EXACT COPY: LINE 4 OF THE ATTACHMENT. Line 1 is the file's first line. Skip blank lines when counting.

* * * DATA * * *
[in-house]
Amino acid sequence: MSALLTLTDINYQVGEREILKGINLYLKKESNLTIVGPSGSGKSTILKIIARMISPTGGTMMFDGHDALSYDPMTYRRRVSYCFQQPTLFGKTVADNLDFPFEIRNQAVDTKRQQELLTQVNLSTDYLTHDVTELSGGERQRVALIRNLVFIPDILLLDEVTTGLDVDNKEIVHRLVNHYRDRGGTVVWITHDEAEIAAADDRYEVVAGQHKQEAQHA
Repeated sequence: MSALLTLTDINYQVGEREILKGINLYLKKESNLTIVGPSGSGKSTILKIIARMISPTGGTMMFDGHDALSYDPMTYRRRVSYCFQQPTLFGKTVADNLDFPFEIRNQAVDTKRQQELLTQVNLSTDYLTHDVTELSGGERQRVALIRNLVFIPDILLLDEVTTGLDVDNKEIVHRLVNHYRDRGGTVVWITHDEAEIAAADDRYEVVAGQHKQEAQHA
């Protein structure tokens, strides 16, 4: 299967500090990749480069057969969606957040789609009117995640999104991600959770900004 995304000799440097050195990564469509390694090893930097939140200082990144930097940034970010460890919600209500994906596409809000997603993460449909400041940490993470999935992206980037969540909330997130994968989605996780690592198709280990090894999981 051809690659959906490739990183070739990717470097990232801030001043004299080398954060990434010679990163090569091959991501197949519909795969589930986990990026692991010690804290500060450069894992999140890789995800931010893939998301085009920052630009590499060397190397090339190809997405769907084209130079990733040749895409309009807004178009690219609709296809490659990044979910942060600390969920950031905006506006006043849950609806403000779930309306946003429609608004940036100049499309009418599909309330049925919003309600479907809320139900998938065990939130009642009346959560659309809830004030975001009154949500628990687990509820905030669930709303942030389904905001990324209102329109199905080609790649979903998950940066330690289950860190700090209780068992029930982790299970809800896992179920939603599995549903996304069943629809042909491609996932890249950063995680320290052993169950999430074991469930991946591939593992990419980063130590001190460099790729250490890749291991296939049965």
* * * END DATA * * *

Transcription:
């Protein structure tokens, strides 16, 4: 299967500090990749480069057969969606957040789609009117995640999104991600959770900004 995304000799440097050195990564469509390694090893930097939140200082990144930097940034970010460890919600209500994906596409809000997603993460449909400041940490993470999935992206980037969540909330997130994968989605996780690592198709280990090894999981 051809690659959906490739990183070739990717470097990232801030001043004299080398954060990434010679990163090569091959991501197949519909795969589930986990990026692991010690804290500060450069894992999140890789995800931010893939998301085009920052630009590499060397190397090339190809997405769907084209130079990733040749895409309009807004178009690219609709296809490659990044979910942060600390969920950031905006506006006043849950609806403000779930309306946003429609608004940036100049499309009418599909309330049925919003309600479907809320139900998938065990939130009642009346959560659309809830004030975001009154949500628990687990509820905030669930709303942030389904905001990324209102329109199905080609790649979903998950940066330690289950860190700090209780068992029930982790299970809800896992179920939603599995549903996304069943629809042909491609996932890249950063995680320290052993169950999430074991469930991946591939593992990419980063130590001190460099790729250490890749291991296939049965």